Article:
Data_Sheet_1_Profiling of Protein Degraders in Cultures of Human Gut Microbiota.xlsx (64.71 kB)

Data_Sheet_1_Profiling of Protein Degraders in Cultures of Human Gut Microbiota.xlsx

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posted on 15.11.2019, 16:08 by Alberto Amaretti, Caterina Gozzoli, Marta Simone, Stefano Raimondi, Lucia Righini, Vicente Pérez-Brocal, Rodrigo García-López, Andrés Moya, Maddalena Rossi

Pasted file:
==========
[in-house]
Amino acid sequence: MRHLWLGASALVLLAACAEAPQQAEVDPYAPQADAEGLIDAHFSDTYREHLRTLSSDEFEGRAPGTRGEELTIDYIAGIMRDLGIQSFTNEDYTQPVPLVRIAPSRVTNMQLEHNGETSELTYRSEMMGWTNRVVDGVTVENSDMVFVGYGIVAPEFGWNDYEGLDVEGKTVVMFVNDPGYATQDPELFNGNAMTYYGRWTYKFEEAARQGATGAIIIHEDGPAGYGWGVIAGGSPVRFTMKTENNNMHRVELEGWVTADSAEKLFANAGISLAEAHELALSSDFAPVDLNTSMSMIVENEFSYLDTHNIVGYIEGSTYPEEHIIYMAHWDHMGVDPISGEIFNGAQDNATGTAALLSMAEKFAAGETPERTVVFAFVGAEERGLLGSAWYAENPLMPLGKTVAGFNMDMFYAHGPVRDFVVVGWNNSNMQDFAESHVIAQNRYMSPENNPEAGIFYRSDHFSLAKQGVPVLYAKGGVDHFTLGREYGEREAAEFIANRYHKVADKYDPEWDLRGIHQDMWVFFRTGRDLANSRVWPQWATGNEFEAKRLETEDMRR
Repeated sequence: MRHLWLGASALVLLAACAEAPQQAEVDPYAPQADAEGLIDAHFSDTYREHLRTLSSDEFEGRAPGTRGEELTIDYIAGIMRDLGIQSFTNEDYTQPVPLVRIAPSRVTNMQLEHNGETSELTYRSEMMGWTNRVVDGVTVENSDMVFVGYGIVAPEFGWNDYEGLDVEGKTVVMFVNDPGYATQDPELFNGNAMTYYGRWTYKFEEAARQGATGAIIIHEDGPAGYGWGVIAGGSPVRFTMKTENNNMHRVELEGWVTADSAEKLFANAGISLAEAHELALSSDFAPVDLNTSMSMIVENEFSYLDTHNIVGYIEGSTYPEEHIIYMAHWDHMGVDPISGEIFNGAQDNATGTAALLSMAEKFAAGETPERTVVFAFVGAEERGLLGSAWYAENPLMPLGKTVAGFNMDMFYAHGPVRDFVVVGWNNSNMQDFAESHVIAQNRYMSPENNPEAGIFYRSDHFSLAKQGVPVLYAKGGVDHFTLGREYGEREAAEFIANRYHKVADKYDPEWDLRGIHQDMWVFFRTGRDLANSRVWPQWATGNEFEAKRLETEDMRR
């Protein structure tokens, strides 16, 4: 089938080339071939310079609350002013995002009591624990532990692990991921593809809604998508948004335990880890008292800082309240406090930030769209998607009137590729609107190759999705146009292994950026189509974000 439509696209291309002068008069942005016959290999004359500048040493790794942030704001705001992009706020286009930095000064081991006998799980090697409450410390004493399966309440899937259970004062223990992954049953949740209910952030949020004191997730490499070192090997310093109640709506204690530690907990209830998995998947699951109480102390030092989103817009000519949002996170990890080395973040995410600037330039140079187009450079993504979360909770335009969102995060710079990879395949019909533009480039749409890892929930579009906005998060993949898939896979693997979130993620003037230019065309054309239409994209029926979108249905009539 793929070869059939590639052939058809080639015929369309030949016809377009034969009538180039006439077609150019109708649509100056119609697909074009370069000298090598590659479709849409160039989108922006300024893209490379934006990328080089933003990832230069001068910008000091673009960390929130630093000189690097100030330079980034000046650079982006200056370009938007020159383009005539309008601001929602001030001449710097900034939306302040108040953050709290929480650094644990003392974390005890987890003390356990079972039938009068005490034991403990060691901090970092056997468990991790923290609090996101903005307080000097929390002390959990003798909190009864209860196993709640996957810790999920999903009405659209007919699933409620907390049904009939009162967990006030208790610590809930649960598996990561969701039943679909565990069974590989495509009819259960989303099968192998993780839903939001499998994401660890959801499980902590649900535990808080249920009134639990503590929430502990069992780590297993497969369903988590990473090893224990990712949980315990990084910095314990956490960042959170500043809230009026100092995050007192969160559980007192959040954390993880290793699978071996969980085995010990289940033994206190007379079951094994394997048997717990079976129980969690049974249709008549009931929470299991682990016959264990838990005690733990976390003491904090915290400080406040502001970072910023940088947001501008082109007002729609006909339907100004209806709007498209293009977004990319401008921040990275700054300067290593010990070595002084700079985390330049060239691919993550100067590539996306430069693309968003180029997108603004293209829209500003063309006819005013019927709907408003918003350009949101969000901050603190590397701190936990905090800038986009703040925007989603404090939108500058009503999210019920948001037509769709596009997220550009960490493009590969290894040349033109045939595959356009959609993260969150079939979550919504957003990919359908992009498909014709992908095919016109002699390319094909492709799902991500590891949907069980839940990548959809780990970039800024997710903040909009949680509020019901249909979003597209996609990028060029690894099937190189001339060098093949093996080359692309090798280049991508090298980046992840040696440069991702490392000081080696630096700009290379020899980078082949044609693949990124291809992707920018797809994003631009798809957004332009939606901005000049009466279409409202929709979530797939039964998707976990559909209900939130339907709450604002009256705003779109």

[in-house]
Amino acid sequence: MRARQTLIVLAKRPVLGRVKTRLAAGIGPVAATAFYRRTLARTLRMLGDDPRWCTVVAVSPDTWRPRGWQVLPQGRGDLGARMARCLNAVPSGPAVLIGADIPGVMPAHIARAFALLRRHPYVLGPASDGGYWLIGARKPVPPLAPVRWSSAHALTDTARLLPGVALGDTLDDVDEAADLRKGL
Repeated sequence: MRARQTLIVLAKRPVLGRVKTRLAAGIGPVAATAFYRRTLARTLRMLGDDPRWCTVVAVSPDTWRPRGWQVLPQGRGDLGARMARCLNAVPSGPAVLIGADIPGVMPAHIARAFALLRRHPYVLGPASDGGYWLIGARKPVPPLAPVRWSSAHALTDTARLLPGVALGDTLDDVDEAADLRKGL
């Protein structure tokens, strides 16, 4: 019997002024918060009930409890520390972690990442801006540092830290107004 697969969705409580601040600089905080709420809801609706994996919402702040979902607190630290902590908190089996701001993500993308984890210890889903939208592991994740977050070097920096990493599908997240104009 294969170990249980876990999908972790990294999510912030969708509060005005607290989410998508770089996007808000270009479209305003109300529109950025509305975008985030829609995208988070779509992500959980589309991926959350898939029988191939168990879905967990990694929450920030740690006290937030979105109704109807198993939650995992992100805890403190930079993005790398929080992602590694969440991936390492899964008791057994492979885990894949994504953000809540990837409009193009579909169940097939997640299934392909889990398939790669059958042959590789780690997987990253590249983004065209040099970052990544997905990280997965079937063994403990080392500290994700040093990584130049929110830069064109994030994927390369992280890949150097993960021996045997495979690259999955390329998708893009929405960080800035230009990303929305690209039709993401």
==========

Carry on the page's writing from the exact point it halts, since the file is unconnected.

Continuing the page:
Unabsorbed proteins reach the colon and are fermented by the microbiota, yielding a variety of harmful metabolites. In the present study, a 16S rRNA gene survey identified the bacterial taxa flourishing in 11 batch fermentations with proteins and peptones as the sole fermentable substrates, inoculated with the feces of six healthy adults. Organic acids, ammonia, and indole resulting from protein breakdown and fermentation accumulated in all of the cultures. Analysis of differential abundances among time-points identified Enterobacteriaceae, Burkholderiaceae, and Desulfovibrionaceae (including Esherichia-Shigella, Sutterella, Parasutterella, and Bilophila) among the bacteria that especially in the cultures with low inoculation load. Lachnospiraceae and Ruminococcaceae also encompassed many taxa that significantly expanded, mainly in cultures inoculated with high inoculation load, and showed the strongest correlation with the production of ammonium, indole, and p-cresol. Anaerotruncus, Dorea, Oscillibacter, Eubacterium oxidoreducens, Lachnoclostridium, Paeniclostridium, and Rombutsia were among them. Other Firmicutes (e.g., Roseburia, Ruminococcus, Lachnospira, Dialister, Erysipelotrichaceae, and Streptococcaceae) and many Bacteroidetes (e.g., Barnesiellaceae, Prevotellaceae, and Rickenelliaceae) decreased. Sequences attributed to Bacteroides, unresolved at the level of species, presented opposite contributions, resulting in no significant changes in the genus. This study sheds light on the multitude of bacterial taxa putatively participating in protein catabolism in the colon. Protein fermentation was confirmed as unfavorable to health, due to both the production of toxic metabolites and the blooming of opportunistic pathogens and pro-inflammatory bacteria.